After Siddhartha Gautama, the Buddha, became enlightened at the age of 35, he began traveling throughout India and Nepal teaching the steps that he took to reach a state of pure Nirvana. It is said that while lecturing both loyal disciples and unacquainted seekers, the Buddha made a point to dismiss the notion of a higher power. Buddhist theology points to the fact that the Buddha himself wasn’t interested in discussing theories about a God and even went as far to dismiss the idea completely. In the religion of Hinduism, however, scholars tells us that not only did the Buddha believe in a God, but that he was actually an avatar of Vishnu, one of the most important deities in the religion. By examining a number of the Buddha’s teachings, as well as his role in both Buddhism and Hinduism, we can find evidence that may help us answer the question ‘Did the Buddha believe in God?’
The Buddha’s godless teachings:
Buddhist scholars and seekers point out a number of important facts that show why they believe that the Buddha held agnostic, if not atheistic, beliefs. It is certain that he wasn’t interested in discussing the idea of a God, as he believed that it had no particular purpose for reaching the sought-after state of enlightenment. It is said that when the Buddha went from town to town preaching the Noble 8-Fold Path, he would remain silent when questions about a higher power arose.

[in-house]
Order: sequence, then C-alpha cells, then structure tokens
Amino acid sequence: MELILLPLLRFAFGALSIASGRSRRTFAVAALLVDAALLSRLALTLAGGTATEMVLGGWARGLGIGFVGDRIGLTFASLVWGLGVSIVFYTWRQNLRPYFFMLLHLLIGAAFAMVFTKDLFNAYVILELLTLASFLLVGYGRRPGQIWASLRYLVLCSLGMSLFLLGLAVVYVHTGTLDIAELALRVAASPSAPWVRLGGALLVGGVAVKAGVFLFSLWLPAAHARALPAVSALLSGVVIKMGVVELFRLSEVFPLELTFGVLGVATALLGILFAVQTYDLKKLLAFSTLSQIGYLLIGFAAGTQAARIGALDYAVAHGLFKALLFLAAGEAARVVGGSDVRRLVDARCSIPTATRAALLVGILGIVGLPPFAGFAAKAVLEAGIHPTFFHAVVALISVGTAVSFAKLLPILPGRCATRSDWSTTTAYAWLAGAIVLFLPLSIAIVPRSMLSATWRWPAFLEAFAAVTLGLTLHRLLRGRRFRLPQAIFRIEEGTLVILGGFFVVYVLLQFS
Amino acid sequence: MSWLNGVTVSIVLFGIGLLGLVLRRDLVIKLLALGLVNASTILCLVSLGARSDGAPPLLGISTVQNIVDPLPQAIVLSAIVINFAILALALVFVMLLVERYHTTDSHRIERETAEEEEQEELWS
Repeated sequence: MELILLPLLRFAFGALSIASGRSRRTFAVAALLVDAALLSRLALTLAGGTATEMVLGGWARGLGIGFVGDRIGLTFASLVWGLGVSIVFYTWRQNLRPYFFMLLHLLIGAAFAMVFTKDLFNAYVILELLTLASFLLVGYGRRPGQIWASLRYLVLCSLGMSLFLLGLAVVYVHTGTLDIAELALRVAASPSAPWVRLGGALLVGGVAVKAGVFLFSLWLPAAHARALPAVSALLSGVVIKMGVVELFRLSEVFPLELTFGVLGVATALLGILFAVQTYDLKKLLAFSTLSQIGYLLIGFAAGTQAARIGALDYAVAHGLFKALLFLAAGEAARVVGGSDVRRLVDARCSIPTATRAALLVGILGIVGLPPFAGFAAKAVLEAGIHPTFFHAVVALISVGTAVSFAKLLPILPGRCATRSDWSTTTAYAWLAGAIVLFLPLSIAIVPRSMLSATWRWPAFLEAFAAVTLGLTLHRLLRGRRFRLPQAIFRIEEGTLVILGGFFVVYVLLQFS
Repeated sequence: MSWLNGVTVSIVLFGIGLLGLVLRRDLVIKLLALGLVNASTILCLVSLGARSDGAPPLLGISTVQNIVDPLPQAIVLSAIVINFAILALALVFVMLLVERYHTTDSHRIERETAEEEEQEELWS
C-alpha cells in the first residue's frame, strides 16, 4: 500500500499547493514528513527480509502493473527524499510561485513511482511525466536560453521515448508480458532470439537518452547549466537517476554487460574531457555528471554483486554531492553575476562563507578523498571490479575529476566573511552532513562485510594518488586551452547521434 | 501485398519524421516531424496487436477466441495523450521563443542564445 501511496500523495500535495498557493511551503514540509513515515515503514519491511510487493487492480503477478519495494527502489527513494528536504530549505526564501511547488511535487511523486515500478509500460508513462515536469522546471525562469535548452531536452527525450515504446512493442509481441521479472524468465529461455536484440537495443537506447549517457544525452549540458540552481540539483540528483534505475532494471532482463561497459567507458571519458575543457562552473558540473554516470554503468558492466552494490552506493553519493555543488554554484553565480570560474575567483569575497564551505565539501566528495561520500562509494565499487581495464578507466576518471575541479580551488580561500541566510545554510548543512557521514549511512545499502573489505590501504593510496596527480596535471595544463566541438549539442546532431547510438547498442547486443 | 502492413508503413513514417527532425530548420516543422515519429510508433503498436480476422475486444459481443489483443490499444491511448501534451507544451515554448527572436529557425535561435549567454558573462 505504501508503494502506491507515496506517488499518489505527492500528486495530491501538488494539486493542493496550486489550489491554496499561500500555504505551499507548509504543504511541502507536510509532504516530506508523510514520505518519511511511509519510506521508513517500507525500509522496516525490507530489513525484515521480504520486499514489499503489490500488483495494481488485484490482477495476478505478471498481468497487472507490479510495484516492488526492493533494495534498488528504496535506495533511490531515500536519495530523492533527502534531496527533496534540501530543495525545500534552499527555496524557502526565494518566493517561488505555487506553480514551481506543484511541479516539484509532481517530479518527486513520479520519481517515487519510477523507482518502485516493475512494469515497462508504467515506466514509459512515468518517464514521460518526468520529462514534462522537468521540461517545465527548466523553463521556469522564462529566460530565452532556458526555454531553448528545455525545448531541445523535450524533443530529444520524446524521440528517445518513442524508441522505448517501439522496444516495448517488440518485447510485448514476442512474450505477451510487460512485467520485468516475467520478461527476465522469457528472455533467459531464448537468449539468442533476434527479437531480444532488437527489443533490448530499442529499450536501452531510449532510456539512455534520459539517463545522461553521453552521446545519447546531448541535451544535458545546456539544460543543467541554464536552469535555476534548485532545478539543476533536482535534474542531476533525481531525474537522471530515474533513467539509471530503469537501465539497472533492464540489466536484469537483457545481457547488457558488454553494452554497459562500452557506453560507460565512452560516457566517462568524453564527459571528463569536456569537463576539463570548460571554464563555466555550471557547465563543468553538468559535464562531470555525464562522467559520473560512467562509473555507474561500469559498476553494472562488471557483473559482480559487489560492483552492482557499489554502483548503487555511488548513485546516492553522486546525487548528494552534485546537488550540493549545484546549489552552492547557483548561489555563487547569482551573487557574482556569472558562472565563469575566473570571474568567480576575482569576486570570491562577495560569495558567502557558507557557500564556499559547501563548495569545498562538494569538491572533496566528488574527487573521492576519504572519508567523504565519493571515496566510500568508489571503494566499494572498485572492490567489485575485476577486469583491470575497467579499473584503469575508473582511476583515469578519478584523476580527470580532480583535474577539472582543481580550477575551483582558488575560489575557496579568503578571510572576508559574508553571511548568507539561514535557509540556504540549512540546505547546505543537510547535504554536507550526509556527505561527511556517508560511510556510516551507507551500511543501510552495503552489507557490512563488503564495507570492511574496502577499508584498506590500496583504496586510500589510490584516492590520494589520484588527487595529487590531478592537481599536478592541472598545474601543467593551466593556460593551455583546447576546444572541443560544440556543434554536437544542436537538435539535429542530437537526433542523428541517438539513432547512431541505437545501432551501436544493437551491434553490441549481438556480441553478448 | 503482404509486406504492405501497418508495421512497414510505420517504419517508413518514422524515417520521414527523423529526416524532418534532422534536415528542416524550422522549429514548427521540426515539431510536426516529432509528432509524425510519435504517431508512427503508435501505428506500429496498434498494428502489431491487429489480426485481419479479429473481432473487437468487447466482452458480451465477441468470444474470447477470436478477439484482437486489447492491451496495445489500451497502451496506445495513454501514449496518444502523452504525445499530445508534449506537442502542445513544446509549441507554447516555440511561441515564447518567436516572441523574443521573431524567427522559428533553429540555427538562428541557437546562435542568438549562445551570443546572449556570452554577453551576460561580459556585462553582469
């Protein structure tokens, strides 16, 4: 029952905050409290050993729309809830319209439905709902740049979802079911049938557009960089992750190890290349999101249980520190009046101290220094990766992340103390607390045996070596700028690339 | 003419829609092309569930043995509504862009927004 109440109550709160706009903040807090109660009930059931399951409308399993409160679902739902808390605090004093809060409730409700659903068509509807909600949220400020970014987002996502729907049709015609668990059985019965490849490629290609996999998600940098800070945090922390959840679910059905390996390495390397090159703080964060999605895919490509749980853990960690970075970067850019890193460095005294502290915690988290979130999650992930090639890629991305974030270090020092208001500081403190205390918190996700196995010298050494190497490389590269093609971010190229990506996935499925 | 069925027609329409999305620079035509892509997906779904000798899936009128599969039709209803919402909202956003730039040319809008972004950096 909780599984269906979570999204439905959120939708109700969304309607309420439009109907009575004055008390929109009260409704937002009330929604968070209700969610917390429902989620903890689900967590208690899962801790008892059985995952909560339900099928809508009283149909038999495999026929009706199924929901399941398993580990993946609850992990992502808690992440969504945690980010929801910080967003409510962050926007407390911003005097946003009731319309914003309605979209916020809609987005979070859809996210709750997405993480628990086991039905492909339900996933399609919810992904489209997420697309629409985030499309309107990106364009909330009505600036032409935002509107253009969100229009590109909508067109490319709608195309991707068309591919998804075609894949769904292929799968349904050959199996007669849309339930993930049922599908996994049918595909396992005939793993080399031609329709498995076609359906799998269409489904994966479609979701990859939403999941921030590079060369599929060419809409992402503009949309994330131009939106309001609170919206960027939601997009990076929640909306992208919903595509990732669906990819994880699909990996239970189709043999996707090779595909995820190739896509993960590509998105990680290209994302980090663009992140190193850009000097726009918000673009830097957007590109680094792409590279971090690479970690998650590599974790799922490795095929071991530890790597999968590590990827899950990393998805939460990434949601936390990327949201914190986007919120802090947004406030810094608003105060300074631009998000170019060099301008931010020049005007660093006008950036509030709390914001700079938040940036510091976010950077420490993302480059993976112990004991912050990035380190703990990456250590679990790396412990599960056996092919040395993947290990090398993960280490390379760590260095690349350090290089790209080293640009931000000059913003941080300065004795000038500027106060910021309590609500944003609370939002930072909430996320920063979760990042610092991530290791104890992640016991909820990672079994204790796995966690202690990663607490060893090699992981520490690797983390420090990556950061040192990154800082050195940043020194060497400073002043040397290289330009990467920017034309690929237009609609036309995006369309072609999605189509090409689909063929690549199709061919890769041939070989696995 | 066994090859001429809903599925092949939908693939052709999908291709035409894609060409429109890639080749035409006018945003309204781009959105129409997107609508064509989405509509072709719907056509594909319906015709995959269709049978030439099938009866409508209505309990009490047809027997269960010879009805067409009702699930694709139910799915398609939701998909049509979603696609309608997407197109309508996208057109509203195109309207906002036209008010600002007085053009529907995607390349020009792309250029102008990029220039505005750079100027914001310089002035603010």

By only briefly examining the religion, it becomes clear to see how the Buddha purposefully constructed his teachings in a way that makes each individual the master of their own destiny. The Buddha did this because he believed that the God-idea was based out of fear and reliance. He aimed to show seekers that only through handwork, persistence, and determination could one free themselves from the cycle of suffering that all humans are bound too. Through his own experience, he was able to layout eight personal guidelines that one could follow to reach the transcendent state of liberation in this lifetime. Undoubtedly, he hoped to show people that God wouldn’t be the one to set them free. “No one saves us but ourselves. No one can and no one may. We ourselves must walk the path,” he famously said.